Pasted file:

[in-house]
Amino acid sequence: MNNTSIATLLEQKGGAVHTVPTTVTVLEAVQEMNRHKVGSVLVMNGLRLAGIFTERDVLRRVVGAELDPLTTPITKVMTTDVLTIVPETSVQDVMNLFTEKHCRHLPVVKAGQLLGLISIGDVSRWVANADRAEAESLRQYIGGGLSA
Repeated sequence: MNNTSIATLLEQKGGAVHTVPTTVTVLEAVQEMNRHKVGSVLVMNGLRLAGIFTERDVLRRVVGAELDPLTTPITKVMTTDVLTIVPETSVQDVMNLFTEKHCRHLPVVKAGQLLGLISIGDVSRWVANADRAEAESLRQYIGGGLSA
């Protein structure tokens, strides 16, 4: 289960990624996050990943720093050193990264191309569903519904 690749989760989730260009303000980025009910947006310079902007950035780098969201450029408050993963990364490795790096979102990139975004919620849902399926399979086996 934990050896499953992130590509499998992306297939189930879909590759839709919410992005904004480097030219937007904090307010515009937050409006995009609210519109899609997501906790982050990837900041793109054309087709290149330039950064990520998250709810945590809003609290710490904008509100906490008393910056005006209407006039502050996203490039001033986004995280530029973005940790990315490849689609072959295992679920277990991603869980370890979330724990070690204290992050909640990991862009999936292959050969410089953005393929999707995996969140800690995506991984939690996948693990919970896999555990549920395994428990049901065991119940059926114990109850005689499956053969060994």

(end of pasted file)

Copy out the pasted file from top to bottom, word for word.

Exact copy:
[in-house]
Amino acid sequence: MNNTSIATLLEQKGGAVHTVPTTVTVLEAVQEMNRHKVGSVLVMNGLRLAGIFTERDVLRRVVGAELDPLTTPITKVMTTDVLTIVPETSVQDVMNLFTEKHCRHLPVVKAGQLLGLISIGDVSRWVANADRAEAESLRQYIGGGLSA
Repeated sequence: MNNTSIATLLEQKGGAVHTVPTTVTVLEAVQEMNRHKVGSVLVMNGLRLAGIFTERDVLRRVVGAELDPLTTPITKVMTTDVLTIVPETSVQDVMNLFTEKHCRHLPVVKAGQLLGLISIGDVSRWVANADRAEAESLRQYIGGGLSA
């Protein structure tokens, strides 16, 4: 289960990624996050990943720093050193990264191309569903519904 690749989760989730260009303000980025009910947006310079902007950035780098969201450029408050993963990364490795790096979102990139975004919620849902399926399979086996 934990050896499953992130590509499998992306297939189930879909590759839709919410992005904004480097030219937007904090307010515009937050409006995009609210519109899609997501906790982050990837900041793109054309087709290149330039950064990520998250709810945590809003609290710490904008509100906490008393910056005006209407006039502050996203490039001033986004995280530029973005940790990315490849689609072959295992679920277990991603869980370890979330724990070690204290992050909640990991862009999936292959050969410089953005393929999707995996969140800690995506991984939690996948693990919970896999555990549920395994428990049901065991119940059926114990109850005689499956053969060994």